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Jesu, Juva

Appetite

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In Galatians 5, Paul presents a list of the “works of the flesh” followed, and contrasted, by the “fruit of the Spirit.”

Underlying the works of the flesh are fleshly appetites and fleshly strength, what you might call an “arm of flesh” (2 Chron 32:8). Consider how anger functions: we desire personal glory or vindication, and we go to war for it.

The fruit of the Spirit does not exist in a sphere apart from appetite or apart from strength. Rather, it grows out of spiritual appetite and spiritual strength. Spiritual appetite desires what is simultaneously true, beautiful, and good (e.g., Philippians 4:8). Spiritual strength is the strength to govern ourselves (self-control) and to die to our selves. Spiritual appetite is superior to fleshly appetite, and spiritual strength is greater than the arm of the flesh (Proverbs 16:32).

Although a spiritual appetite requires us to die to ourselves, we find that it is not just a rejection of our fleshly appetites, but instead is the fulfillment or perfection of what we were seeking. As Lewis says, “We are half-hearted creatures, fooling about with drink and sex and ambition when infinite joy is offered us, like an ignorant child who wants to go on making mud pies in a slum because he cannot imagine what is meant by the offer of a holiday at the sea. We are far too easily pleased.”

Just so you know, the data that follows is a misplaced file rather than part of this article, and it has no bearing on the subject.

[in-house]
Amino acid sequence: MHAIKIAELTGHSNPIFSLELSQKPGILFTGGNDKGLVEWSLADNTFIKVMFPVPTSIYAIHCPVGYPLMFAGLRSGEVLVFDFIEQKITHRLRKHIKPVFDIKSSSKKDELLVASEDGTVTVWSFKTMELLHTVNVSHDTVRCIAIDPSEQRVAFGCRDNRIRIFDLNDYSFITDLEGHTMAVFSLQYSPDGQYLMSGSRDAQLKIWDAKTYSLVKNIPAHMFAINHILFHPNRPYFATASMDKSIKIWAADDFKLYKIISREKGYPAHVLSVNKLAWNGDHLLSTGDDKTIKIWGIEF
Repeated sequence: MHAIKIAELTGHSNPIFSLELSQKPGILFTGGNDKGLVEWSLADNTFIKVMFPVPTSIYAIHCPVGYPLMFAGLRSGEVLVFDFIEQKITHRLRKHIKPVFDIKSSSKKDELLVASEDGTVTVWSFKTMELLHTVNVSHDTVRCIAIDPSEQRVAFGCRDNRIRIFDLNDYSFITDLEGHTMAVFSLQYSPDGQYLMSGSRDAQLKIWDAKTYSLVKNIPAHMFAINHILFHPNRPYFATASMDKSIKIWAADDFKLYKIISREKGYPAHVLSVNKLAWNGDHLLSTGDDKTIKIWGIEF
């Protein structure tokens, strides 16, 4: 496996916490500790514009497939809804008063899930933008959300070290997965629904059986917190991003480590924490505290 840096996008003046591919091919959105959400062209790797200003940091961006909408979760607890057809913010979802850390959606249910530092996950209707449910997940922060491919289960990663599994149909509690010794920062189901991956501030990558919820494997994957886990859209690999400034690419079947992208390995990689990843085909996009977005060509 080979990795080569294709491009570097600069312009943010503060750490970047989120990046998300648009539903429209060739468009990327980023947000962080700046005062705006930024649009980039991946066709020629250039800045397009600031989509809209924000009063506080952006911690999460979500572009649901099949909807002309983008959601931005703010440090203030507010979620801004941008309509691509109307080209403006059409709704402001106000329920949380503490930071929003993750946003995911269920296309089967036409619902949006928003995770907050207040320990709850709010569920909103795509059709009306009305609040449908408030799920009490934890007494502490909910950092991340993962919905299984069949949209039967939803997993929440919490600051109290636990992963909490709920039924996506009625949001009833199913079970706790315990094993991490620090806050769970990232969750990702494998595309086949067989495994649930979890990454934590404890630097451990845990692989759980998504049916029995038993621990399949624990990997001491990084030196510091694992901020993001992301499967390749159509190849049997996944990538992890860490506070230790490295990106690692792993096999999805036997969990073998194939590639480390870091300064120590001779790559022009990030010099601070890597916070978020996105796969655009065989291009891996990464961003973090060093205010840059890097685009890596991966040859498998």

Thus, in God, we find not a deprivation of pleasure and glory, but eternal pleasure (Psalm 16:11) and glory. In Jesus, we do not lose our opportunity for vindication, nor do we experience shame; but we find true justification and eradication of shame, so much so that God is proud for us to carry his name (as in Job 1:8) and pledges himself as our own redeemer-avenger (e.g., Romans 12:19).

Written by Scott Moonen

January 27, 2020 at 6:48 pm

Posted in Biblical Theology

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